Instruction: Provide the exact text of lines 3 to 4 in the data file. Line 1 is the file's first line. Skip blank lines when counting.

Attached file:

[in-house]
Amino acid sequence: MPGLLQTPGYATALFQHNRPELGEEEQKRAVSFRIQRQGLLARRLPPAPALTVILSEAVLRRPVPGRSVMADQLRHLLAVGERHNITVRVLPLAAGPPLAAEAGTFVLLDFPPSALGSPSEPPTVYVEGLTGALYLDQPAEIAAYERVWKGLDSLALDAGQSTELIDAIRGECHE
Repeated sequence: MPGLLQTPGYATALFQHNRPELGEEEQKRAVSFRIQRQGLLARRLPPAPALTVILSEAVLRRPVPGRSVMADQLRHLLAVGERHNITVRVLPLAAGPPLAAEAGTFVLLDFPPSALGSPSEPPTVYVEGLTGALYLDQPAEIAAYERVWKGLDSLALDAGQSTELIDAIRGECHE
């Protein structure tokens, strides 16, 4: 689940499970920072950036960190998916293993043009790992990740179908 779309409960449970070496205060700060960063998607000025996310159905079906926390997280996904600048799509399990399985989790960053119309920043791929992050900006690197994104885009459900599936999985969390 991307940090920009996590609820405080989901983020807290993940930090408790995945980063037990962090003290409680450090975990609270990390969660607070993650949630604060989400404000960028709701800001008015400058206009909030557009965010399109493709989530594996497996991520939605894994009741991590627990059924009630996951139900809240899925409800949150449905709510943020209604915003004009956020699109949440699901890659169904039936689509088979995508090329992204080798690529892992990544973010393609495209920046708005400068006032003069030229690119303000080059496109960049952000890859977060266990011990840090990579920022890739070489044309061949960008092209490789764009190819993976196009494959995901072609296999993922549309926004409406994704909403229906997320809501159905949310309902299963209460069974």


Repeated sequence: MPGLLQTPGYATALFQHNRPELGEEEQKRAVSFRIQRQGLLARRLPPAPALTVILSEAVLRRPVPGRSVMADQLRHLLAVGERHNITVRVLPLAAGPPLAAEAGTFVLLDFPPSALGSPSEPPTVYVEGLTGALYLDQPAEIAAYERVWKGLDSLALDAGQSTELIDAIRGECHE
């Protein structure tokens, strides 16, 4: 689940499970920072950036960190998916293993043009790992990740179908 779309409960449970070496205060700060960063998607000025996310159905079906926390997280996904600048799509399990399985989790960053119309920043791929992050900006690197994104885009459900599936999985969390 991307940090920009996590609820405080989901983020807290993940930090408790995945980063037990962090003290409680450090975990609270990390969660607070993650949630604060989400404000960028709701800001008015400058206009909030557009965010399109493709989530594996497996991520939605894994009741991590627990059924009630996951139900809240899925409800949150449905709510943020209604915003004009956020699109949440699901890659169904039936689509088979995508090329992204080798690529892992990544973010393609495209920046708005400068006032003069030229690119303000080059496109960049952000890859977060266990011990840090990579920022890739070489044309061949960008092209490789764009190819993976196009494959995901072609296999993922549309926004409406994704909403229906997320809501159905949310309902299963209460069974």